10. By an Order dated 25th June, 1954 the Application was dismissed on that ground that the Deputy Commissioner had no power to sit in Appeal over an order passed by the earlier Board. An Appeal against this Order was dismissed by the Commissioner on 27th October, 1954.
11. The Appellants then filed Suit No. 245 of 1955 in the City Civil Court at Madras. In this Suit they prayed that the Order dated 27th October, 1954 be set aside as it was ultra-vires the Hindu Religious and Charitable Endowments Act, 1951. This Suit was decreed on 20th November, 1959.
The Commissioner filed an Appeal before the High Court of Madras. By a Judgment dated 5th August, 1969 the Appeal was allowed and the Suit was dismissed. In this Judgment it has been held that the Deputy Commissioner was right when he held that he had no jurisdiction to sit in an Appeal over an order passed by the earlier Board. It was held that Order had become final. It was held that the question whether or not there was outright devolution of property for religious and secular purposes was not free from doubt. It was held that in 1947 a bonafide dispute had arisen. The Judgment ends with the following observations:
"We are not mentioning any opinion as to whether the plaintiffs can agitate for their relief in independent proceedings for vacating the order of the Board. It will be open to them to take appropriate proceedings for the purpose if they are so advised."
12. Basing their case upon these observations the Appellants then filed Suit No. 32 of 1970 praying for an injunction against the Board from interfering with the Trust, its administration and control, either by themselves or from their Officers under the provisions of the Tamil Nadu Hindu Religious and Charitable Endowments Act, 1959 or the earlier Acts. An injunction was also prayed against defendants on that ground that the previous Acts of the defendants were void and without jurisdiction. Thus now, for the first time, in an indirect method, the Order dated 10th December, 1947 was being challenged. To be noted that it had already been held by the earlier Division Bench, in its Order dated 5th August, 1969, that a bonafide dispute had existed in 1947. It had also been held that the Order dated 10th December, 1947 had become final. The earlier Division Bench had thus held that the Order of the Board dated 10th December, 1947 was with jurisdiction.
13. The learned single Judge thus dismissed the Suit on 10th September, 1979. The Appeal as against that Judgment was dismissed by the impugned Judgment dated 20th September, 1990.
14. Mr. Parikh assailed the Orders on the ground that the Order of the Board dated 10th December, 1947 was without any jurisdiction. He submitted that the Board could only have passed an order provided Section 77 of the 1927 Act was applicable. He submitted that for Section 77 to become applicable there should be an endowment made or property given for support of an institution which was partly of a religious and partly of a secular character. He submitted that in this case there was no endowment to any particular institution. He submitted that therefore Section 77 did not at all apply and the Board had no jurisdiction.
15. It was next submitted that in any event the Deed of Settlement made specific contributions for specific purposes. It was submitted that where specific endowments have been made for specific purposes Section 77 would not apply. It was submitted that Section 77 would only apply if an general endowment was made or property given and that endowment or property was used partly for religious and partly for secular purposes. It is submitted that for this reason also Section 77 would not apply.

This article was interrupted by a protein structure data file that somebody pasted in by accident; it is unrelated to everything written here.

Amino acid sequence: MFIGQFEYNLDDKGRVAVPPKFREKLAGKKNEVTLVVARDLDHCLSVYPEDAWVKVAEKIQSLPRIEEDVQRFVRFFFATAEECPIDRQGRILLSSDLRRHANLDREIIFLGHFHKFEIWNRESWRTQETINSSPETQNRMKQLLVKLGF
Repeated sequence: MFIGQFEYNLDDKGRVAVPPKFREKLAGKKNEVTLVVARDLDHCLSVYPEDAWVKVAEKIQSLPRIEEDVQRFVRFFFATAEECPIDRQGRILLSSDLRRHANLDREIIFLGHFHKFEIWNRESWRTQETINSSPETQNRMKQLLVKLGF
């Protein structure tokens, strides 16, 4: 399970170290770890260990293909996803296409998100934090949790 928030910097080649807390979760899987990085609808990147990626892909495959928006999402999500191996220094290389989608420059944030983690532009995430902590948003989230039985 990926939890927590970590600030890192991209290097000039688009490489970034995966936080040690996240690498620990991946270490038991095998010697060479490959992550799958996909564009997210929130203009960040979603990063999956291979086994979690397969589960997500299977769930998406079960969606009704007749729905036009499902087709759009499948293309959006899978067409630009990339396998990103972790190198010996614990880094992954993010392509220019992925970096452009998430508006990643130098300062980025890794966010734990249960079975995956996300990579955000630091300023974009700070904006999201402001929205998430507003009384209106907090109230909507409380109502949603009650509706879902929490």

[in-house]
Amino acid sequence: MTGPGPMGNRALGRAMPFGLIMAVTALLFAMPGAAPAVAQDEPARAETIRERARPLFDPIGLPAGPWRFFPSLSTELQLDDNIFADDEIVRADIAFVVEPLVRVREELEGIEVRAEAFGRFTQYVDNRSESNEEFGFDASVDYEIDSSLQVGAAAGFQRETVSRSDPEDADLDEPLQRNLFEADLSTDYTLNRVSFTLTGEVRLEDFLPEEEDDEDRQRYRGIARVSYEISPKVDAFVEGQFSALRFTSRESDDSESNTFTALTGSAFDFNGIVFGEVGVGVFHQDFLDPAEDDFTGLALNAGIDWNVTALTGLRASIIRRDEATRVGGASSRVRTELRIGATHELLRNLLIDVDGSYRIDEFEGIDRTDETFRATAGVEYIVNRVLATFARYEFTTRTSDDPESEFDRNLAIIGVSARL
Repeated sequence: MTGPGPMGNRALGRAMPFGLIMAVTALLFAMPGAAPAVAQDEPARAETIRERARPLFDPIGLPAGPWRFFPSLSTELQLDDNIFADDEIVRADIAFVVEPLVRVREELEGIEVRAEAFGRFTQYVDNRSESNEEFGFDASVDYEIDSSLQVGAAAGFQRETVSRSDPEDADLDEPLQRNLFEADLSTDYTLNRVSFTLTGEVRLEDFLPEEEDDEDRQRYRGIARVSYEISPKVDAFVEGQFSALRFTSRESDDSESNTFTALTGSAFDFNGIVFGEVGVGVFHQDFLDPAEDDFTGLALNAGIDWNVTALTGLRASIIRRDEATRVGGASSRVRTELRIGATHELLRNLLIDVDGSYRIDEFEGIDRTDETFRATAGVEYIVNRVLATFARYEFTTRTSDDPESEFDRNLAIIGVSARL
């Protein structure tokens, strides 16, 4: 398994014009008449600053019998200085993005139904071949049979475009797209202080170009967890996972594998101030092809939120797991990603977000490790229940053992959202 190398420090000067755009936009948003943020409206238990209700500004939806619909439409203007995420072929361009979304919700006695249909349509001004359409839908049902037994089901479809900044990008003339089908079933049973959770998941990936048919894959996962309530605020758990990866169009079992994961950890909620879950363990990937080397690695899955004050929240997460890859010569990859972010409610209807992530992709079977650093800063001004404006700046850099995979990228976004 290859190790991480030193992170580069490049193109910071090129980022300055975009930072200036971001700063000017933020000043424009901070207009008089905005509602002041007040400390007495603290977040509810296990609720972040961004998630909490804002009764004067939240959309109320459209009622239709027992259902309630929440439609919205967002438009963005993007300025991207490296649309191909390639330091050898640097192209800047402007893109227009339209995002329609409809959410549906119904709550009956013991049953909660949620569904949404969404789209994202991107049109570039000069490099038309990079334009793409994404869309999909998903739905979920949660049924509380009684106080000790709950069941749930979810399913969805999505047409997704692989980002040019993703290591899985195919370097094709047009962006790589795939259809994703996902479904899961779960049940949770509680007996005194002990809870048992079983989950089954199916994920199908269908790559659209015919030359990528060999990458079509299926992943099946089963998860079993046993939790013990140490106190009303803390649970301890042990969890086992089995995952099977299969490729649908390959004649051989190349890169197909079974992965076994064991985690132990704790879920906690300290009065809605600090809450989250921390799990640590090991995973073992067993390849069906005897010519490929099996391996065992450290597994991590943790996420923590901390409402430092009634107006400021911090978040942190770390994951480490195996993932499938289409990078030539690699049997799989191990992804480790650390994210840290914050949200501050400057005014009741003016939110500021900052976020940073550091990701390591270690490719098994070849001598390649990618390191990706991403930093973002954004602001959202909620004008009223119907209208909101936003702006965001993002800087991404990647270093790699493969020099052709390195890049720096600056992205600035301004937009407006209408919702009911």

16. The challenge to Order dated 10th December, 1947, made at such a belated stage, could only be sustained provided the Order was without jurisdiction. The question whether the Order was without jurisdiction had already been decided against the Appellants by Order dated 5th August, 1969. The first portion of Section 77 undoubtedly talks about an endowment made or property given for support of an institution. But that is not the only provision. Section 77 also applies when an endowment is made or property given partly to religious and partly to secular uses. Clause 7 of the Trust Deed and List E show that endowments have been made and property given partly for religious and partly for secular uses. It, therefore, could not be said with absolute certainty that Section 77 did not apply. If there was a dispute as to whether Section 77 applied or not then the Board could decide the question and pass an Order. It did so on 10th December, 1947. Such an Order would be one which was passed with jurisdiction. As the same was not challenged within the time provided it became final as against the Appellants.
17. It was next submitted that as specific endowments had been made for specific purposes, the Order dated 10th December, 1947 was hit by Article 26 of the Constitution.
It was submitted that neither the Board nor the Court could vary the intention of the settlor and sanction a deviation.
In support of this submission reliance was placed on the cases of Goda Rao v. State of Madras reported in AIR 1966 SC 653 and Ratilal v. State of Bombay reported in AIR 1954 SC 388.
18. There can be no dispute with the general proposition that the intention of the settlor cannot be varied.
However, in this case there is no variation or deviation from the intention of the settlor. All that has been done is that the provisions of the Act have been applied and the percentage which has to be used for religious purposes have been laid down.
19. Under the circumstances, we see no reason to interfere.
The Appeal stands dismissed. There will be no Order as to costs.